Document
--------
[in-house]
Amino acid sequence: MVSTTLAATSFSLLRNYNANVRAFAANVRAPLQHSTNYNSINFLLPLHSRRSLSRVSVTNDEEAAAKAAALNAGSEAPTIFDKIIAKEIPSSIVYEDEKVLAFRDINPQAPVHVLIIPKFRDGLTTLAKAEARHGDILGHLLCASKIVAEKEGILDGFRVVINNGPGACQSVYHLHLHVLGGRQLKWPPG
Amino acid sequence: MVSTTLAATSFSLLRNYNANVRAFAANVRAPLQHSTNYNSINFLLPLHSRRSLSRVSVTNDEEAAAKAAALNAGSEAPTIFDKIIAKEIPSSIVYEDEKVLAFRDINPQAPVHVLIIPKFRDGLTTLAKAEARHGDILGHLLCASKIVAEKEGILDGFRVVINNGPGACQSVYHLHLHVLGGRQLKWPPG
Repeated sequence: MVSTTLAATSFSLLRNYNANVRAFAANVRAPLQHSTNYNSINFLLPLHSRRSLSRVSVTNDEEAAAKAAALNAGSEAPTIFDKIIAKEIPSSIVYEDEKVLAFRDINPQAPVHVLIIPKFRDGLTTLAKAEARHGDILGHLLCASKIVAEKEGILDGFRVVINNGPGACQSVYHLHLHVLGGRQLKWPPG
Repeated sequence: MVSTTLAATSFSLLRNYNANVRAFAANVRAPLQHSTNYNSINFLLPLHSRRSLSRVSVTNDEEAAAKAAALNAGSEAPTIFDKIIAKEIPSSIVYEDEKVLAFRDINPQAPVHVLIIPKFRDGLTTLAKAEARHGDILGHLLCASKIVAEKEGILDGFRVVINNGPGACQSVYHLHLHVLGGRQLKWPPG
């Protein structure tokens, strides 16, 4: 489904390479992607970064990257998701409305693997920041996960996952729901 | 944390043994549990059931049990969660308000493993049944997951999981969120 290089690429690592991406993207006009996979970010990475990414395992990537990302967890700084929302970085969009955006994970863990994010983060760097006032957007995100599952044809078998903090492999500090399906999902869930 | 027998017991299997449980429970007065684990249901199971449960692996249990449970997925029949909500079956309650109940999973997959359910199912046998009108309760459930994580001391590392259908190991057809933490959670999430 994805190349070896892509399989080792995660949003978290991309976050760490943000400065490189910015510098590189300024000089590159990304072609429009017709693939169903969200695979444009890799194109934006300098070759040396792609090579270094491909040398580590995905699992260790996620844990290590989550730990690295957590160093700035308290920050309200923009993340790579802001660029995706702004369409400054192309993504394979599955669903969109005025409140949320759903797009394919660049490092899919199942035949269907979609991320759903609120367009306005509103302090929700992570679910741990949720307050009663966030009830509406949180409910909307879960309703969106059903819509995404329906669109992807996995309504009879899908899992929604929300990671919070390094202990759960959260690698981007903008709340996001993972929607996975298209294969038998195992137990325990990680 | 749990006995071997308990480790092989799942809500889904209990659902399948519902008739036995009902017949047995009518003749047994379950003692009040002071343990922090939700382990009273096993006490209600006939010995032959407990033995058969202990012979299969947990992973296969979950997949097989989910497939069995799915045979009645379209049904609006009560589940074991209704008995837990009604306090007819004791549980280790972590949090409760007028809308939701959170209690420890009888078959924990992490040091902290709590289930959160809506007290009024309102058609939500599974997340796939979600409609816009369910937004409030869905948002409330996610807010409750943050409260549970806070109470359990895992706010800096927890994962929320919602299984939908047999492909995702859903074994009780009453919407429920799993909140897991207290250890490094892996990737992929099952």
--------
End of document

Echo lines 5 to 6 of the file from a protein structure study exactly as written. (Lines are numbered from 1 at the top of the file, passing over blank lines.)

Repeated sequence: MVSTTLAATSFSLLRNYNANVRAFAANVRAPLQHSTNYNSINFLLPLHSRRSLSRVSVTNDEEAAAKAAALNAGSEAPTIFDKIIAKEIPSSIVYEDEKVLAFRDINPQAPVHVLIIPKFRDGLTTLAKAEARHGDILGHLLCASKIVAEKEGILDGFRVVINNGPGACQSVYHLHLHVLGGRQLKWPPG
């Protein structure tokens, strides 16, 4: 489904390479992607970064990257998701409305693997920041996960996952729901 | 944390043994549990059931049990969660308000493993049944997951999981969120 290089690429690592991406993207006009996979970010990475990414395992990537990302967890700084929302970085969009955006994970863990994010983060760097006032957007995100599952044809078998903090492999500090399906999902869930 | 027998017991299997449980429970007065684990249901199971449960692996249990449970997925029949909500079956309650109940999973997959359910199912046998009108309760459930994580001391590392259908190991057809933490959670999430 994805190349070896892509399989080792995660949003978290991309976050760490943000400065490189910015510098590189300024000089590159990304072609429009017709693939169903969200695979444009890799194109934006300098070759040396792609090579270094491909040398580590995905699992260790996620844990290590989550730990690295957590160093700035308290920050309200923009993340790579802001660029995706702004369409400054192309993504394979599955669903969109005025409140949320759903797009394919660049490092899919199942035949269907979609991320759903609120367009306005509103302090929700992570679910741990949720307050009663966030009830509406949180409910909307879960309703969106059903819509995404329906669109992807996995309504009879899908899992929604929300990671919070390094202990759960959260690698981007903008709340996001993972929607996975298209294969038998195992137990325990990680 | 749990006995071997308990480790092989799942809500889904209990659902399948519902008739036995009902017949047995009518003749047994379950003692009040002071343990922090939700382990009273096993006490209600006939010995032959407990033995058969202990012979299969947990992973296969979950997949097989989910497939069995799915045979009645379209049904609006009560589940074991209704008995837990009604306090007819004791549980280790972590949090409760007028809308939701959170209690420890009888078959924990992490040091902290709590289930959160809506007290009024309102058609939500599974997340796939979600409609816009369910937004409030869905948002409330996610807010409750943050409260549970806070109470359990895992706010800096927890994962929320919602299984939908047999492909995702859903074994009780009453919407429920799993909140897991207290250890490094892996990737992929099952």